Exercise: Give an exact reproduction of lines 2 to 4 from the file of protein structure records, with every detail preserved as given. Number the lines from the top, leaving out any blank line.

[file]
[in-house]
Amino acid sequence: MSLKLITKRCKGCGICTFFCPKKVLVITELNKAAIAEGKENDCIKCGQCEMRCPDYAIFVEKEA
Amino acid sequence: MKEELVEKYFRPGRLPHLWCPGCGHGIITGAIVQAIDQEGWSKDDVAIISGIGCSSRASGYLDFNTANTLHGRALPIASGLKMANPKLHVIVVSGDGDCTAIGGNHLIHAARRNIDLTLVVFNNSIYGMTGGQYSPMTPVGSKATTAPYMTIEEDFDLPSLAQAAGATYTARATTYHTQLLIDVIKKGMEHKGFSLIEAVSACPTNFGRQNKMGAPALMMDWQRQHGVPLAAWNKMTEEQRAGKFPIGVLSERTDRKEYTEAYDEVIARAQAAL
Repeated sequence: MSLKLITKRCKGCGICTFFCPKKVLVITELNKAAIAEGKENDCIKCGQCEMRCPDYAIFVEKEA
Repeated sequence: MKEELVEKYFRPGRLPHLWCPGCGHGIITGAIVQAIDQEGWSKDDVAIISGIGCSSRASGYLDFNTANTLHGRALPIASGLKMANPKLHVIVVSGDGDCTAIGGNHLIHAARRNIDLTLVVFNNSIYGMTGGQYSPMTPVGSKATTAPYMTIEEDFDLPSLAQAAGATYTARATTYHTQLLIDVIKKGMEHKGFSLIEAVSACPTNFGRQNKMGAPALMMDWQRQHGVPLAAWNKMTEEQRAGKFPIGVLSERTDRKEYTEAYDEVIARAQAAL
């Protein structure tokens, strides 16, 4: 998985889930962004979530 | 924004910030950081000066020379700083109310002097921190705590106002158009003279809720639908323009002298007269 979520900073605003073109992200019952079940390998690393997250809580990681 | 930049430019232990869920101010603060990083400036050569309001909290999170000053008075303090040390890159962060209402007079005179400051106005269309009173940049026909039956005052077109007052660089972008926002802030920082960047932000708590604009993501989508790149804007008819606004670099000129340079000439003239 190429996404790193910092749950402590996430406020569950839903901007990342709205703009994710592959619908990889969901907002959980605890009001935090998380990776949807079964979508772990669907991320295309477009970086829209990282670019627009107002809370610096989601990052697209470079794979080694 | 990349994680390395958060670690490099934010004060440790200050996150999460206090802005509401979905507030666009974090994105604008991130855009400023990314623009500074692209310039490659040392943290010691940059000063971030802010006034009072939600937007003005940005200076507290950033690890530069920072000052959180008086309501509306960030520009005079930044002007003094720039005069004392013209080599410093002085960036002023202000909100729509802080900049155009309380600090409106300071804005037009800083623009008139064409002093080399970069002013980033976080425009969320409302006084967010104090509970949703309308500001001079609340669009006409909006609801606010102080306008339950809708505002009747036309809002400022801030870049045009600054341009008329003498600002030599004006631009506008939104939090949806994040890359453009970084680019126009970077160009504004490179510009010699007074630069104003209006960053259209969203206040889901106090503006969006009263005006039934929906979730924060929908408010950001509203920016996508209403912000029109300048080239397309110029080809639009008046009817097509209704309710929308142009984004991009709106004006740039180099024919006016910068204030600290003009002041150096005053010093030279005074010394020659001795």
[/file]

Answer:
Amino acid sequence: MSLKLITKRCKGCGICTFFCPKKVLVITELNKAAIAEGKENDCIKCGQCEMRCPDYAIFVEKEA
Amino acid sequence: MKEELVEKYFRPGRLPHLWCPGCGHGIITGAIVQAIDQEGWSKDDVAIISGIGCSSRASGYLDFNTANTLHGRALPIASGLKMANPKLHVIVVSGDGDCTAIGGNHLIHAARRNIDLTLVVFNNSIYGMTGGQYSPMTPVGSKATTAPYMTIEEDFDLPSLAQAAGATYTARATTYHTQLLIDVIKKGMEHKGFSLIEAVSACPTNFGRQNKMGAPALMMDWQRQHGVPLAAWNKMTEEQRAGKFPIGVLSERTDRKEYTEAYDEVIARAQAAL
Repeated sequence: MSLKLITKRCKGCGICTFFCPKKVLVITELNKAAIAEGKENDCIKCGQCEMRCPDYAIFVEKEA